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Custom trojan stole data from 3 million Windows devices – analysis


Major data leaks have become almost routine news around the globe. Researchers at NordLocker claim to have detected yet another breach with 1.2 TB of information stolen from computers running Windows OS.

Recently published research detailed the scope of the attack carried out employing a Trojan-type malware that infiltrated several millions of computers with the popular Windows OS from 2018 to 2020.

According to the analysis, the malware was transmitted via email and illegal software, including unlicensed copies of Adobe Photoshop 2018, a Windows cracking tool, and several unlicensed video games.

In total, 3.25 million devices were breached, and the malware stole 26 million login credentials, over 1 million unique email addresses, 2 billion cookies, and 6.6 million files, the report claims.

The analysis revealed that the malware made a screenshot after it infected the computer and also took a picture using the device’s webcam.

Key companies

All of this was possible with a nameless trojan that threat actors can buy for as little as $100. Screenshots collected by researchers show that cybercriminals stole data for two years, from 2018 until 2020.

The breach includes credentials from popular social media websites, job search engines, gaming websites, email, financial, and other service providers. NordLocker claims that stolen credentials include ‘emails or usernames accompanied by passwords.’

That includes 1.4 million Facebook credentials, 261,773 Twitter accounts, and 153,754 Instagram accounts. Hackers also stole around 190 thousand Roblox and Steam credentials, over 1.5 million Google email credentials, and data on over 145,000 PayPal accounts.

Threat actors also collected credentials for Amazon, eBay, Apple, AliExpress, Walmart, Dropbox, Discord, Yandex, Uber, and many other renowned service providers.

Webcam pictures

Researchers claim that the malware targeted files users stored on their desktops and in Downloads folders, with the total number of stolen files exceeding 6 million.

Half of the stolen files were text files. It’s likely that those contained software logs. However, since people tend to store their passwords in text file format, some of the stolen files likely included personal data.

Hackers also stole over a million images stored on computers.

“The analysis revealed that the malware made a screenshot after it infected the computer and also took a picture using the device’s webcam,” NordLocker research states.

Researches found that out of 2 billion stolen cookies, 22% were still valid on the day of the discovery. That is particularly concerning as cookies allow hackers to construct an accurate picture of user habits and interests. Cybercriminals can use this information to target persons of interest later on.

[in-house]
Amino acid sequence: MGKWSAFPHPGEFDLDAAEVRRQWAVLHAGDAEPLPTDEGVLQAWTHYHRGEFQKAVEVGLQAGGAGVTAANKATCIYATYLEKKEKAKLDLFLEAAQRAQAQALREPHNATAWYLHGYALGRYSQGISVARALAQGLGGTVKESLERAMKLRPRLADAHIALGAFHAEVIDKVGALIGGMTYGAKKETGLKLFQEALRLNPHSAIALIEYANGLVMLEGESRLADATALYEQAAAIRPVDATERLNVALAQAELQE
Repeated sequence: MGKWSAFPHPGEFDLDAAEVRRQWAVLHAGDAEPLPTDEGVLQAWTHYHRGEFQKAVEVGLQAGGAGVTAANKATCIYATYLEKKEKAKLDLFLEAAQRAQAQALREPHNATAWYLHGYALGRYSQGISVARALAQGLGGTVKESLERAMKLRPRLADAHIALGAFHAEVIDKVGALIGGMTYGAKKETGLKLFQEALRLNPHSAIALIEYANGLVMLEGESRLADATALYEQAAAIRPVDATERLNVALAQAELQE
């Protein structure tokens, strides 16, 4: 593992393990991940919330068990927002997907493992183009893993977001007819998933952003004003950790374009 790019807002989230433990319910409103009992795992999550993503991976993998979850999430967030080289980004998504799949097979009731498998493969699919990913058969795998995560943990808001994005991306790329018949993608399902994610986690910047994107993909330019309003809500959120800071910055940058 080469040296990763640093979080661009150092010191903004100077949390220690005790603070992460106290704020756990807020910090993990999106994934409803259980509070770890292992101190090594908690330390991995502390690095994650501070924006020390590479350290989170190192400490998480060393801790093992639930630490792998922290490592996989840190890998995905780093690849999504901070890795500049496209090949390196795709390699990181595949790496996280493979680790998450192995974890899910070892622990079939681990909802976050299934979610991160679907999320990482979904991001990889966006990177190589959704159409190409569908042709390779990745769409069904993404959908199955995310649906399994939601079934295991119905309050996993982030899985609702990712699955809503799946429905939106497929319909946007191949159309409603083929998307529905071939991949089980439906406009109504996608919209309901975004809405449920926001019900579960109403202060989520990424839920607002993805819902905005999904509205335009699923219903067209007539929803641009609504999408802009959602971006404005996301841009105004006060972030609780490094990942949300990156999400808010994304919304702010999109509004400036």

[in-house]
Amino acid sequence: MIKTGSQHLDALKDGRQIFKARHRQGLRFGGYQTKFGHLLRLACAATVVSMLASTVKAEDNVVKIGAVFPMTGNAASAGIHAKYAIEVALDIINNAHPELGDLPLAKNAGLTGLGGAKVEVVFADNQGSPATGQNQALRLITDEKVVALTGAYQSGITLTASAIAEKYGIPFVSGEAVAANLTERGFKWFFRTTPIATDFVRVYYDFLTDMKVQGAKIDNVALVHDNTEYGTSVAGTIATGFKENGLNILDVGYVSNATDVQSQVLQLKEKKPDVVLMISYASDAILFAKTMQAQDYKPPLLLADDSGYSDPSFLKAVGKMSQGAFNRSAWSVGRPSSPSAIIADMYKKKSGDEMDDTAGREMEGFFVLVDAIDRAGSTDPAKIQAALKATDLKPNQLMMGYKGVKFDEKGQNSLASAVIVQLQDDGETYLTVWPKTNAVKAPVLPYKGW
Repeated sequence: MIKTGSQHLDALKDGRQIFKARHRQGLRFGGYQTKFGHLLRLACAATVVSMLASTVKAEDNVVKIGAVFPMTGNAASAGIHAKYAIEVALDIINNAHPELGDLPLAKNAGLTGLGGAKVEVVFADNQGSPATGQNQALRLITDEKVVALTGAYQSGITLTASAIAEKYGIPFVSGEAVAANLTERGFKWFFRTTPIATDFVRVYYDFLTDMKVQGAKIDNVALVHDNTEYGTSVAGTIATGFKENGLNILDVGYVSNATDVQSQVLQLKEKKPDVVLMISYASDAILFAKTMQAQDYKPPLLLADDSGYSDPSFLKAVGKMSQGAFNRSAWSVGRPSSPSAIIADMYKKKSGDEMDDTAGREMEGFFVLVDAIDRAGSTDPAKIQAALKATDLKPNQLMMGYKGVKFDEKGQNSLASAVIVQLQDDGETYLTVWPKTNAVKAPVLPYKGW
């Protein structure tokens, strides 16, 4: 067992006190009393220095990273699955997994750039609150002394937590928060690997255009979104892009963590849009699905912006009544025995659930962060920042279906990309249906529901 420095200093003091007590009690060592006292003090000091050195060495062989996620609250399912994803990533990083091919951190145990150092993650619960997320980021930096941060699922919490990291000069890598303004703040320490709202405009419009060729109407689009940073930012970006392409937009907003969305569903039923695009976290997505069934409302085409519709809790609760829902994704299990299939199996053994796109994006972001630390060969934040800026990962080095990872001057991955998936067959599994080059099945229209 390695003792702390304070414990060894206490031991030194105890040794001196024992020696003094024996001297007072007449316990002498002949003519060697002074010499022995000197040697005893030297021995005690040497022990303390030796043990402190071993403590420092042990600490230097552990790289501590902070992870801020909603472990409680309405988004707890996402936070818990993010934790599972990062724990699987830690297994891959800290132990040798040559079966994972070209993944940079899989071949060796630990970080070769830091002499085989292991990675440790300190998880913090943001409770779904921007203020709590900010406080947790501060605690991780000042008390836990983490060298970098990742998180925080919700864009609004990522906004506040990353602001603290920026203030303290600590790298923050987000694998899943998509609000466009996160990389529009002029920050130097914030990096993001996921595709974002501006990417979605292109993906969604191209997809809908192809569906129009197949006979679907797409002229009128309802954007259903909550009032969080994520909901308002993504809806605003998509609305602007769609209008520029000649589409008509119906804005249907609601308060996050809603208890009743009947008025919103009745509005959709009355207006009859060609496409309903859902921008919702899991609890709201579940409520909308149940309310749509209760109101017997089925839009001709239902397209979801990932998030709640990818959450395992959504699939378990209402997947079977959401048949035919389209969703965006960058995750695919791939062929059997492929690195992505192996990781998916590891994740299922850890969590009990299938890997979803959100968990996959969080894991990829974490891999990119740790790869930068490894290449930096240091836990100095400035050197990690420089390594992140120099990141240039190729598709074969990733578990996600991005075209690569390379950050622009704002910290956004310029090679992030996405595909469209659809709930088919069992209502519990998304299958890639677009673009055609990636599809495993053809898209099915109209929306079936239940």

Most cookies were stolen from YouTube, with over 17 million stolen in total. NordLocker claims that hackers can use these to access user location, site preferences, and search history, providing ground for later extortion over content preferences.

Image by Unsplash.com.

Over 8 million Facebook cookies were also stolen, with additional 5.2 million LinkedIn cookies and 5.1 million Twitter cookies. That might lead to victims and their online friends receiving spam messages.

The breach includes 4.8 million cookies from AliExpress, 3.5 million from Amazon, and 2.6 million from Walmart websites. Hackers can use this information to highjack a shopping session or break into an account where users might store data such as home address and credit card details.

Two million Steam, 1.3 million Roblox, and 1.1 Wargaming cookies were also stolen during the attack. Online gaming cookies collect geolocation data and time played. Threat actors can use that information in an attempt to overtake an account and sell valuables.

Browsers targeted

The database of stolen data contains information from 48 applications, primarily web browsers. The researchers claim that cookies, credentials, autofill data, and payment information were present. The malware also targeted messaging apps and email clients.

Over 19 million usernames and passwords were stolen from Google Chrome, over 3.2 million via Mozilla FireFox, and 2 million from Opera browser. Hackers also stole over a million credentials from Internet Explorer and Chromium browsers.

How to stay safe?

There are many ways to protect against similar threats. Installing an antivirus software would be a good start. Users also are advised to use strong passwords or password managers, avoid shady links online, and download software only from trusted sources.

Using a VPN service to reduce online visibility would also contribute to a safer online experience, as would multi-factor authentication, complicating hackers’ ability to log in to victims’ accounts even with stolen credentials.

What to do if your password was leaked?

If you suspect that one or more of your passwords may have been leaked, we recommend taking the following steps in order to secure your data and avoid potential harm from threat actors:

  • Use our personal data leak checker and leaked password checker to see if your data has been leaked in this or other breaches.
  • If your data has been compromised, make sure to change your passwords across your online accounts. You can easily generate complex passwords with our strong password generator or consider using a password manager.
  • Enable two-factor authentication (2FA) on all of your online accounts.
  • Watch out for incoming spam emails, unsolicited texts, and phishing messages. Don’t click on anything that seems suspicious, including emails and texts from senders you don’t recognize.

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Epsilon Red – our research reveals more than 3.5 thousand servers are still vulnerable

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